Another option, although much less favored, is split custody, in which one parent has custody of one or more of the parties' children, and the other parent has custody of the other child(ren).  It is the usual policy of the courts to not to separate siblings.

 

 

Child Support

The non-custodial parent is ususally ordered to pay the custodial parent child support in accordance with the guidelines set for in the Texas Family Code (i.e. 20% for 1 child, 25% for 2 children, 30% for 3 children and 35% for 4 or more children of the payor's net resources).  Additionally, arrangements must be made and set for in the court's order for medical support and care for the children.  If the non-custodial parent has health insurance available for the children through his or her employer, the non-custodial parent may elect to to maintain health insurance for the children.  In the event that the custodial parent has health insurance through his or her employer for the children which may provide better coverage or be less expensive than the non-custodial parent's health insurance, the custodial parent may decide to maintain health insurance for the children and seek reimbursement for the cost of the children's portion of the health insurance costs from the non-custodial parent in the form of higher child support for such reimbursement of health insurance costs for the children.  Usually the court orders that any health care expenses that are not covered by insurance be split equally between the parties.

Income Withholding Order For Child Support: When child support is ordered, the court will normally also sign a separate order entitled "INCOME WITHHOLDING ORDER FOR CHILD SUPPORT" which is a separate court order which deals specifically with child support issues only.  This withholding order is sent to the payor's employer.  Upon receipt of the withholding order by the payor's employer, the employer is ordered by the court to take immediate steps to implement the garnishment of the payor's wages for child support.  All child support payments in Texas must be sent through the Texas State Disbursement Unit in San Antonio, Texas.

Retroactive Child Support: Retroactive child support refers to the child support that the custodial parent should have received from the date of the separation of the parties.  Often when a separation occurs, one parent has custody of the child and may not receive any support from the other parent.  Also, sometimes after the parties separate, months and even years may pass before the custodial parent gets into court and obtains a court order for child support.  If the non-custodial parent has not provided support, or if the support provided has not be adequate or in conjunction with what the child support guidelines would require, you should talk to your attorney about seeking retroactive child support for the months that you should have received child support but did not.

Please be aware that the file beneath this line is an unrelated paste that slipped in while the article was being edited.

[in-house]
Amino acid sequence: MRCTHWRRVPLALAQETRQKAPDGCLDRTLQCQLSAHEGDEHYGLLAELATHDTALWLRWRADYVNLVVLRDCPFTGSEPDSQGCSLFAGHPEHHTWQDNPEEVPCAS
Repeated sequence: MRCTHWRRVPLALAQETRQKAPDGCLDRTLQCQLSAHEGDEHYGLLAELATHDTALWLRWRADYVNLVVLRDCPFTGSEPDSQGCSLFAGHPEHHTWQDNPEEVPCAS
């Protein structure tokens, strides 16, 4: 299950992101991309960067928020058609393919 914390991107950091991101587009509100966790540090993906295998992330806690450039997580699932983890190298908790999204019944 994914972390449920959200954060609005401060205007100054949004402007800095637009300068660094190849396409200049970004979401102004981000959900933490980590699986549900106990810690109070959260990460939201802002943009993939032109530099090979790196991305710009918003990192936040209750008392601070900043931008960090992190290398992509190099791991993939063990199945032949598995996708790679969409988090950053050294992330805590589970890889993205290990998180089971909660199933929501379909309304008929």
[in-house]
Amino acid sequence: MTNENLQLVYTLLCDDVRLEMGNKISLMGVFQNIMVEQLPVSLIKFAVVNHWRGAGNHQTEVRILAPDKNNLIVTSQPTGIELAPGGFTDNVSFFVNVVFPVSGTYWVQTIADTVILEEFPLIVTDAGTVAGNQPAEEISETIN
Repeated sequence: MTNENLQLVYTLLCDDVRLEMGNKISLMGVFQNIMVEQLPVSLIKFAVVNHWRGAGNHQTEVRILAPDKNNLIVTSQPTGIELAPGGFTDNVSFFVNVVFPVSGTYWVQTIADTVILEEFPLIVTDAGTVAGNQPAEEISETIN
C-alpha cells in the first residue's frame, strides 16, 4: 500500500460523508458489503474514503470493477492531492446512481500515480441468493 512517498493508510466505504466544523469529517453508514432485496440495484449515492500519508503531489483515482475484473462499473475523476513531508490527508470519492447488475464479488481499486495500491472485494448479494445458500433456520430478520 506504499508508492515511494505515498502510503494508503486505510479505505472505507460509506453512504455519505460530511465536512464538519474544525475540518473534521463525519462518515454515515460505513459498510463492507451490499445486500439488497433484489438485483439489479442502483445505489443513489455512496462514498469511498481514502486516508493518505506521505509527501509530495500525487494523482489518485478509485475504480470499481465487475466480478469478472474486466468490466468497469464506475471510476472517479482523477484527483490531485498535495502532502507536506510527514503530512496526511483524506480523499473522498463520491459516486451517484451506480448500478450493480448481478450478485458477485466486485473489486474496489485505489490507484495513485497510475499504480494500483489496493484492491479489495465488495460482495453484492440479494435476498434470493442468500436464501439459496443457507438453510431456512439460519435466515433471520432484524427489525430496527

Modifications Of Child Support: When there has been a change of circumstances, the court may consider modifying the child support.  For example, it the payor has obtained raises or a new job with a higher income, then the payee should consider going back to court to request an increase in child support.  Likewise, in the event that the payor has lost his or her job or has received a cut in pay, the payor may want to consider going back to court to request a decrease in child support.  Modifications of child support require a court order.

Enforcement Of Child Support: When the payor violates the orders of the court by not paying child support, the payee should take immediate steps to contact an attorney to assit in the enforcement of child support.  Child support is not considered to be a normal (i.e. consumer debt) debt like Visa, or Mastercard, or Walmart, etc.. The courts have placed child support into a special category of debt considered "necessities to the family" and will allow enforcement measures which are much more severe than for a normal/consumer debt which include imprisonment in jail if the payor is found to be guilty of contempt by the court.

If your are the payee, hopefully the payor will follow the orders of the court and pay child support on a regular and consistent basis until the child turns 18 or graduates from high school (whicever occurs later) in accordance with the orders of the court.  However, far to oftern, the payors do not follow the orders of the court and fall behind in there child support obligations.  If this problem occurs, the sooner this problem is brought to the attention of the court, the better.  Judges typically will enforce their court orders and want the children to receive child support.  At the Law Office Of Dayne Marguglio, we would be happy to assist you with enforcing your court order with regard to child support.  Please note that when one party violates the court order with regard to non-payment of child support, this does not authorize the other parent to violate the court order and deny court-ordered access to the child.  This will only make you guilty of contempt as well and put you at risk of incarceration and hurt your chances of a enforcing child support.  In other words, two wrongs don't make it right.  It is best for the party seeking to enforce child support to be 100& in compliance with the orders of the court so that when you are in trial, it will be clear to the Judge who is at fault and who should be penalized/punished and pay the consequences for violating the orders of the court.  So instead of making matters worse for yourself and the child, just contact the Law Office Of Dayne Marguglio for assistance.  When you meet with Dayne Marguglio, you will need to bring with you a copy of the prior court order that you are seeking to enforce along with a good address (home or work address for the payor) so we can have the payor served with the necessary citation and notice papers.

 

Dallas Divorce Attorney

Family Law lawyer, Dayne Marguglio, provides comprehensive and compassionate family law services in Dallas, Fort Worth,Highland Park, Plano, Grapevine, Richardson, Garlandand other surrounding cities.

Contact

Dayne Marguglio
Turley Law Center
6440 N. Central Expressway
Suite 310
Dallas, Texas 75206

phone: 214-750-8603
facsimile: 214-692-8973